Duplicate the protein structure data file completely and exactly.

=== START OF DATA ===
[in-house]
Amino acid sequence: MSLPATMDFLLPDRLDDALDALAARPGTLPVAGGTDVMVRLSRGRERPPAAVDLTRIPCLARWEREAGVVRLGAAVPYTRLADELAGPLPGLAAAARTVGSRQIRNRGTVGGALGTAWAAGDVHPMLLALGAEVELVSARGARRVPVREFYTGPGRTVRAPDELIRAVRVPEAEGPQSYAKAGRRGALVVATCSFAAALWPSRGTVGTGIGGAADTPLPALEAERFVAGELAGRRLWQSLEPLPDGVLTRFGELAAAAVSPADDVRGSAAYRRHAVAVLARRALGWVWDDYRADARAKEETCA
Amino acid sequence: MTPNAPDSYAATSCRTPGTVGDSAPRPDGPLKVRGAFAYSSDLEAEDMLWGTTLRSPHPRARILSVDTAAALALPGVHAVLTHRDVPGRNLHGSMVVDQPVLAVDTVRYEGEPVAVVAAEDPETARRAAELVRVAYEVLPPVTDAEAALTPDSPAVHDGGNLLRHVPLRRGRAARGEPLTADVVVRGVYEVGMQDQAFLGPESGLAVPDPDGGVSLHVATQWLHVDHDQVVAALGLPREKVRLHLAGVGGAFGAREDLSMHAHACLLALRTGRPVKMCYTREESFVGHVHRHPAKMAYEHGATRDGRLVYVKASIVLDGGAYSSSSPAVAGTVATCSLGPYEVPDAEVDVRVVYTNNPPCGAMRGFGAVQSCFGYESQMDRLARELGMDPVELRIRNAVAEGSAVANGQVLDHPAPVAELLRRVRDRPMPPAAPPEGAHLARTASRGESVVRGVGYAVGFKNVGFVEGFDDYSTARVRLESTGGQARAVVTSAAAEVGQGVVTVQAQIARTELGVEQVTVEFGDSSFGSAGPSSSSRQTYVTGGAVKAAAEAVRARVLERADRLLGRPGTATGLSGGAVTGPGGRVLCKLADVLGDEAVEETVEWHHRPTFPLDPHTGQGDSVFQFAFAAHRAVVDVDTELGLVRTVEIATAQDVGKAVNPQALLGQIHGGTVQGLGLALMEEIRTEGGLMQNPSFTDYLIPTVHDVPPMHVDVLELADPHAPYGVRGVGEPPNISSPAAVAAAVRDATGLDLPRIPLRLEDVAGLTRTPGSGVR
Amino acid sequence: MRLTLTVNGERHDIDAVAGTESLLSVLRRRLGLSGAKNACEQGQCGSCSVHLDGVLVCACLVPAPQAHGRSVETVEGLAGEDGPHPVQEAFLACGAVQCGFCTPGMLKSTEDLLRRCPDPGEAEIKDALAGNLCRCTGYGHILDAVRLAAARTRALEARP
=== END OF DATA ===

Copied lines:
[in-house]
Amino acid sequence: MSLPATMDFLLPDRLDDALDALAARPGTLPVAGGTDVMVRLSRGRERPPAAVDLTRIPCLARWEREAGVVRLGAAVPYTRLADELAGPLPGLAAAARTVGSRQIRNRGTVGGALGTAWAAGDVHPMLLALGAEVELVSARGARRVPVREFYTGPGRTVRAPDELIRAVRVPEAEGPQSYAKAGRRGALVVATCSFAAALWPSRGTVGTGIGGAADTPLPALEAERFVAGELAGRRLWQSLEPLPDGVLTRFGELAAAAVSPADDVRGSAAYRRHAVAVLARRALGWVWDDYRADARAKEETCA
Amino acid sequence: MTPNAPDSYAATSCRTPGTVGDSAPRPDGPLKVRGAFAYSSDLEAEDMLWGTTLRSPHPRARILSVDTAAALALPGVHAVLTHRDVPGRNLHGSMVVDQPVLAVDTVRYEGEPVAVVAAEDPETARRAAELVRVAYEVLPPVTDAEAALTPDSPAVHDGGNLLRHVPLRRGRAARGEPLTADVVVRGVYEVGMQDQAFLGPESGLAVPDPDGGVSLHVATQWLHVDHDQVVAALGLPREKVRLHLAGVGGAFGAREDLSMHAHACLLALRTGRPVKMCYTREESFVGHVHRHPAKMAYEHGATRDGRLVYVKASIVLDGGAYSSSSPAVAGTVATCSLGPYEVPDAEVDVRVVYTNNPPCGAMRGFGAVQSCFGYESQMDRLARELGMDPVELRIRNAVAEGSAVANGQVLDHPAPVAELLRRVRDRPMPPAAPPEGAHLARTASRGESVVRGVGYAVGFKNVGFVEGFDDYSTARVRLESTGGQARAVVTSAAAEVGQGVVTVQAQIARTELGVEQVTVEFGDSSFGSAGPSSSSRQTYVTGGAVKAAAEAVRARVLERADRLLGRPGTATGLSGGAVTGPGGRVLCKLADVLGDEAVEETVEWHHRPTFPLDPHTGQGDSVFQFAFAAHRAVVDVDTELGLVRTVEIATAQDVGKAVNPQALLGQIHGGTVQGLGLALMEEIRTEGGLMQNPSFTDYLIPTVHDVPPMHVDVLELADPHAPYGVRGVGEPPNISSPAAVAAAVRDATGLDLPRIPLRLEDVAGLTRTPGSGVR
Amino acid sequence: MRLTLTVNGERHDIDAVAGTESLLSVLRRRLGLSGAKNACEQGQCGSCSVHLDGVLVCACLVPAPQAHGRSVETVEGLAGEDGPHPVQEAFLACGAVQCGFCTPGMLKSTEDLLRRCPDPGEAEIKDALAGNLCRCTGYGHILDAVRLAAARTRALEARP